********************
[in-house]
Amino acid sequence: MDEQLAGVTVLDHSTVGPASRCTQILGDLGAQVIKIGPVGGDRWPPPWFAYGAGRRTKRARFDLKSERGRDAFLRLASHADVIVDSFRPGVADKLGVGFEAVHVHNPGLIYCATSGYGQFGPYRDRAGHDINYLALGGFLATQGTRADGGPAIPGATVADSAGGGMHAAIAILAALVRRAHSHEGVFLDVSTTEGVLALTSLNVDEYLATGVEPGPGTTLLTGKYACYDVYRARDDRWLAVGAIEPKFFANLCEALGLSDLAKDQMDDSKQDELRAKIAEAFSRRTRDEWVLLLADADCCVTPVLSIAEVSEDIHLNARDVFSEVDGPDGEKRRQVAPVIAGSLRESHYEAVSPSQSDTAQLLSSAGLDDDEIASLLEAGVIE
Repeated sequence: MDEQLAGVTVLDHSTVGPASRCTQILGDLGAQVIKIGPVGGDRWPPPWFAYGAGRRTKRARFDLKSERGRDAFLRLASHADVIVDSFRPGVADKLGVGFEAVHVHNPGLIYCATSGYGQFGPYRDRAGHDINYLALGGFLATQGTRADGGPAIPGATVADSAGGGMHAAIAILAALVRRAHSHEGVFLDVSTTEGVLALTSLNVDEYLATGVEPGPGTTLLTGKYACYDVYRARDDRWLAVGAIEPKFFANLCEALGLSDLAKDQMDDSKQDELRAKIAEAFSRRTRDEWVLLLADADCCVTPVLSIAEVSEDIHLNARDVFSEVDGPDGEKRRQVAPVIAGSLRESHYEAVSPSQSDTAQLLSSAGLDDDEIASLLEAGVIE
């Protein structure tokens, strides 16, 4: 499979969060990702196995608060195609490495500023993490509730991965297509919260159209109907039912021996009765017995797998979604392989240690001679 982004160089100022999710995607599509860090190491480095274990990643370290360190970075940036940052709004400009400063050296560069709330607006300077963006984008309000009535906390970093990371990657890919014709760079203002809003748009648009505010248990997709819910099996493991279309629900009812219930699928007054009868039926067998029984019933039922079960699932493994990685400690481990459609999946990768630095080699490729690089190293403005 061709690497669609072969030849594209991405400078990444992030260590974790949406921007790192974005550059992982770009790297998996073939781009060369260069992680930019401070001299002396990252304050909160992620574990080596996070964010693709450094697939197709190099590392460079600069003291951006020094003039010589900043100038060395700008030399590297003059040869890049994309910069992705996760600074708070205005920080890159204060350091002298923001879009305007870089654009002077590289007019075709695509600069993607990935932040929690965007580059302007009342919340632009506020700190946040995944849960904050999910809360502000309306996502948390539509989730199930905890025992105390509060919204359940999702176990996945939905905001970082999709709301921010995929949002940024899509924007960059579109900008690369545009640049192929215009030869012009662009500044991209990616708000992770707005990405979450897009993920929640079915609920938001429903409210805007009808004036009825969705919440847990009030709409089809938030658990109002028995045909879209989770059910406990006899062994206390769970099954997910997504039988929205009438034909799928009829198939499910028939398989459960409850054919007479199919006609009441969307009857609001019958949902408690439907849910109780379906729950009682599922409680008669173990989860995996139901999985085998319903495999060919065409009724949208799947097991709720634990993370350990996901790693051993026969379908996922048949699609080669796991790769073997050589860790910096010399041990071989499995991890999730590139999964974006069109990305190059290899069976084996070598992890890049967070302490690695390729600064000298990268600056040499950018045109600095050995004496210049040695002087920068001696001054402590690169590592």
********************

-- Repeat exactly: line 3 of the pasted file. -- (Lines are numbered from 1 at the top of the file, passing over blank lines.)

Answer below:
Repeated sequence: MDEQLAGVTVLDHSTVGPASRCTQILGDLGAQVIKIGPVGGDRWPPPWFAYGAGRRTKRARFDLKSERGRDAFLRLASHADVIVDSFRPGVADKLGVGFEAVHVHNPGLIYCATSGYGQFGPYRDRAGHDINYLALGGFLATQGTRADGGPAIPGATVADSAGGGMHAAIAILAALVRRAHSHEGVFLDVSTTEGVLALTSLNVDEYLATGVEPGPGTTLLTGKYACYDVYRARDDRWLAVGAIEPKFFANLCEALGLSDLAKDQMDDSKQDELRAKIAEAFSRRTRDEWVLLLADADCCVTPVLSIAEVSEDIHLNARDVFSEVDGPDGEKRRQVAPVIAGSLRESHYEAVSPSQSDTAQLLSSAGLDDDEIASLLEAGVIE